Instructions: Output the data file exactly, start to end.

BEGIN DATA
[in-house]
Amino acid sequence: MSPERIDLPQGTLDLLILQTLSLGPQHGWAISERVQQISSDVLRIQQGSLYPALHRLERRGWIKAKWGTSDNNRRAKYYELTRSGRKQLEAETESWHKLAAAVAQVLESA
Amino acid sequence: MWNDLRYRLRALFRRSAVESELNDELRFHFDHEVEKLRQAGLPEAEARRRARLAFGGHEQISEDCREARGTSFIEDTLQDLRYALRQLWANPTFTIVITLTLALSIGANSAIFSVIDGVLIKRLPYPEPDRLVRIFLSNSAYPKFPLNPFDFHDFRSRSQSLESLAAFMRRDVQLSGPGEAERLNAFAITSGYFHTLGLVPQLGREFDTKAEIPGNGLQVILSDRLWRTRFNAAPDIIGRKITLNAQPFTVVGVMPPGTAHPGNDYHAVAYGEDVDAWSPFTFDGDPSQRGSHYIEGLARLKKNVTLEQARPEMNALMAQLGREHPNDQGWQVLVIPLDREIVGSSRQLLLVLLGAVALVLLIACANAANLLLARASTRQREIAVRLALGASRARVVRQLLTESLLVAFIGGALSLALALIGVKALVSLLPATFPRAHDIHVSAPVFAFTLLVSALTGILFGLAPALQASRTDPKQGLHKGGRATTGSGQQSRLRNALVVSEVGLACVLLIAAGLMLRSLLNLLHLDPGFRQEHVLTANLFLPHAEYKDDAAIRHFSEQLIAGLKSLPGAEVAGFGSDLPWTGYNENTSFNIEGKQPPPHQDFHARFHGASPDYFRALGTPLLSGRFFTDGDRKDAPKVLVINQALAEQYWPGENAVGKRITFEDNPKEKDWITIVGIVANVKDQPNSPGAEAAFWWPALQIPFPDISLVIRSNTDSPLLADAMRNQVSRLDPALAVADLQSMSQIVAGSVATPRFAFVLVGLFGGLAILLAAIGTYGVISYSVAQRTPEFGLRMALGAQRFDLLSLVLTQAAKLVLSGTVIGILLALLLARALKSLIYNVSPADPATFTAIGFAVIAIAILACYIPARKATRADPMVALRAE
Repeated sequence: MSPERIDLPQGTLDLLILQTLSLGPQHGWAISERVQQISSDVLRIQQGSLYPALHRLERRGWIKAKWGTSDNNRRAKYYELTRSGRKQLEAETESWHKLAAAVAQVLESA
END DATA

[in-house]
Amino acid sequence: MSPERIDLPQGTLDLLILQTLSLGPQHGWAISERVQQISSDVLRIQQGSLYPALHRLERRGWIKAKWGTSDNNRRAKYYELTRSGRKQLEAETESWHKLAAAVAQVLESA
Amino acid sequence: MWNDLRYRLRALFRRSAVESELNDELRFHFDHEVEKLRQAGLPEAEARRRARLAFGGHEQISEDCREARGTSFIEDTLQDLRYALRQLWANPTFTIVITLTLALSIGANSAIFSVIDGVLIKRLPYPEPDRLVRIFLSNSAYPKFPLNPFDFHDFRSRSQSLESLAAFMRRDVQLSGPGEAERLNAFAITSGYFHTLGLVPQLGREFDTKAEIPGNGLQVILSDRLWRTRFNAAPDIIGRKITLNAQPFTVVGVMPPGTAHPGNDYHAVAYGEDVDAWSPFTFDGDPSQRGSHYIEGLARLKKNVTLEQARPEMNALMAQLGREHPNDQGWQVLVIPLDREIVGSSRQLLLVLLGAVALVLLIACANAANLLLARASTRQREIAVRLALGASRARVVRQLLTESLLVAFIGGALSLALALIGVKALVSLLPATFPRAHDIHVSAPVFAFTLLVSALTGILFGLAPALQASRTDPKQGLHKGGRATTGSGQQSRLRNALVVSEVGLACVLLIAAGLMLRSLLNLLHLDPGFRQEHVLTANLFLPHAEYKDDAAIRHFSEQLIAGLKSLPGAEVAGFGSDLPWTGYNENTSFNIEGKQPPPHQDFHARFHGASPDYFRALGTPLLSGRFFTDGDRKDAPKVLVINQALAEQYWPGENAVGKRITFEDNPKEKDWITIVGIVANVKDQPNSPGAEAAFWWPALQIPFPDISLVIRSNTDSPLLADAMRNQVSRLDPALAVADLQSMSQIVAGSVATPRFAFVLVGLFGGLAILLAAIGTYGVISYSVAQRTPEFGLRMALGAQRFDLLSLVLTQAAKLVLSGTVIGILLALLLARALKSLIYNVSPADPATFTAIGFAVIAIAILACYIPARKATRADPMVALRAE
Repeated sequence: MSPERIDLPQGTLDLLILQTLSLGPQHGWAISERVQQISSDVLRIQQGSLYPALHRLERRGWIKAKWGTSDNNRRAKYYELTRSGRKQLEAETESWHKLAAAVAQVLESA